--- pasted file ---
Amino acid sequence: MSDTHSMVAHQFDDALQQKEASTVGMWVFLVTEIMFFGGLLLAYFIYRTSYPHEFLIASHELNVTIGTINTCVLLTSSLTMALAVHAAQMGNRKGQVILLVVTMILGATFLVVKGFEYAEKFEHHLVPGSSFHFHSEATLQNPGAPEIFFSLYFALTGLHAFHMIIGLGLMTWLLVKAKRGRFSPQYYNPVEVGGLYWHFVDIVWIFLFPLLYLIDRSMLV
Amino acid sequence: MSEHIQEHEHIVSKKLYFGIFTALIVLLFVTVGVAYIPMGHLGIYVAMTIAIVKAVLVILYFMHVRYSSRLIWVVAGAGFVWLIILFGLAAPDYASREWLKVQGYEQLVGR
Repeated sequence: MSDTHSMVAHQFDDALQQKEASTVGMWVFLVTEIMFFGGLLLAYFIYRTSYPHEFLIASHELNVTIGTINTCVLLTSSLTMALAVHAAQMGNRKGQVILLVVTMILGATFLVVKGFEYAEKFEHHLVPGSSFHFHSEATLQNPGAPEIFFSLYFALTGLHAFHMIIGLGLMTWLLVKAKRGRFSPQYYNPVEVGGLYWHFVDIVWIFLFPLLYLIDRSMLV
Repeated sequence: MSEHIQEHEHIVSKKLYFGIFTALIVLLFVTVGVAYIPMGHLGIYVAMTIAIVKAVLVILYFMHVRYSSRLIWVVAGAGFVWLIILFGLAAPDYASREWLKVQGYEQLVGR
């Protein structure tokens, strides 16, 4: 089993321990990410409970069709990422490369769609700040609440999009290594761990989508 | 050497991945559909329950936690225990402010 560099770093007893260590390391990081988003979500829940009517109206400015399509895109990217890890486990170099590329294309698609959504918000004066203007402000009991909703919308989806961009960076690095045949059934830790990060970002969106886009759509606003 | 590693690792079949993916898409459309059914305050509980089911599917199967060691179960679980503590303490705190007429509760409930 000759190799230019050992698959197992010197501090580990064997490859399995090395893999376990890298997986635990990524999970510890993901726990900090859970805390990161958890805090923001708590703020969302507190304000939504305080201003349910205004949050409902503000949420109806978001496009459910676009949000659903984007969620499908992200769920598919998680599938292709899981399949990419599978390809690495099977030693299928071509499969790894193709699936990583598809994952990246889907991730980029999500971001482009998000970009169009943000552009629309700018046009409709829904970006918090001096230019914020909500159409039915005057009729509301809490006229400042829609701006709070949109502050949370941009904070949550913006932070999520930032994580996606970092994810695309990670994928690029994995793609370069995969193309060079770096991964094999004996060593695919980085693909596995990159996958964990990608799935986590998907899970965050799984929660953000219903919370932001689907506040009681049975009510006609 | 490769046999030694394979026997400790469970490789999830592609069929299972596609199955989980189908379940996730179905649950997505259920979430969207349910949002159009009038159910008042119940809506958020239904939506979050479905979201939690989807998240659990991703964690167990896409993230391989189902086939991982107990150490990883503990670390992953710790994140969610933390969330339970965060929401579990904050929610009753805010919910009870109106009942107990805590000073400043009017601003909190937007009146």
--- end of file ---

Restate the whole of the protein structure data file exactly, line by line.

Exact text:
Amino acid sequence: MSDTHSMVAHQFDDALQQKEASTVGMWVFLVTEIMFFGGLLLAYFIYRTSYPHEFLIASHELNVTIGTINTCVLLTSSLTMALAVHAAQMGNRKGQVILLVVTMILGATFLVVKGFEYAEKFEHHLVPGSSFHFHSEATLQNPGAPEIFFSLYFALTGLHAFHMIIGLGLMTWLLVKAKRGRFSPQYYNPVEVGGLYWHFVDIVWIFLFPLLYLIDRSMLV
Amino acid sequence: MSEHIQEHEHIVSKKLYFGIFTALIVLLFVTVGVAYIPMGHLGIYVAMTIAIVKAVLVILYFMHVRYSSRLIWVVAGAGFVWLIILFGLAAPDYASREWLKVQGYEQLVGR
Repeated sequence: MSDTHSMVAHQFDDALQQKEASTVGMWVFLVTEIMFFGGLLLAYFIYRTSYPHEFLIASHELNVTIGTINTCVLLTSSLTMALAVHAAQMGNRKGQVILLVVTMILGATFLVVKGFEYAEKFEHHLVPGSSFHFHSEATLQNPGAPEIFFSLYFALTGLHAFHMIIGLGLMTWLLVKAKRGRFSPQYYNPVEVGGLYWHFVDIVWIFLFPLLYLIDRSMLV
Repeated sequence: MSEHIQEHEHIVSKKLYFGIFTALIVLLFVTVGVAYIPMGHLGIYVAMTIAIVKAVLVILYFMHVRYSSRLIWVVAGAGFVWLIILFGLAAPDYASREWLKVQGYEQLVGR
């Protein structure tokens, strides 16, 4: 089993321990990410409970069709990422490369769609700040609440999009290594761990989508 | 050497991945559909329950936690225990402010 560099770093007893260590390391990081988003979500829940009517109206400015399509895109990217890890486990170099590329294309698609959504918000004066203007402000009991909703919308989806961009960076690095045949059934830790990060970002969106886009759509606003 | 590693690792079949993916898409459309059914305050509980089911599917199967060691179960679980503590303490705190007429509760409930 000759190799230019050992698959197992010197501090580990064997490859399995090395893999376990890298997986635990990524999970510890993901726990900090859970805390990161958890805090923001708590703020969302507190304000939504305080201003349910205004949050409902503000949420109806978001496009459910676009949000659903984007969620499908992200769920598919998680599938292709899981399949990419599978390809690495099977030693299928071509499969790894193709699936990583598809994952990246889907991730980029999500971001482009998000970009169009943000552009629309700018046009409709829904970006918090001096230019914020909500159409039915005057009729509301809490006229400042829609701006709070949109502050949370941009904070949550913006932070999520930032994580996606970092994810695309990670994928690029994995793609370069995969193309060079770096991964094999004996060593695919980085693909596995990159996958964990990608799935986590998907899970965050799984929660953000219903919370932001689907506040009681049975009510006609 | 490769046999030694394979026997400790469970490789999830592609069929299972596609199955989980189908379940996730179905649950997505259920979430969207349910949002159009009038159910008042119940809506958020239904939506979050479905979201939690989807998240659990991703964690167990896409993230391989189902086939991982107990150490990883503990670390992953710790994140969610933390969330339970965060929401579990904050929610009753805010919910009870109106009942107990805590000073400043009017601003909190937007009146």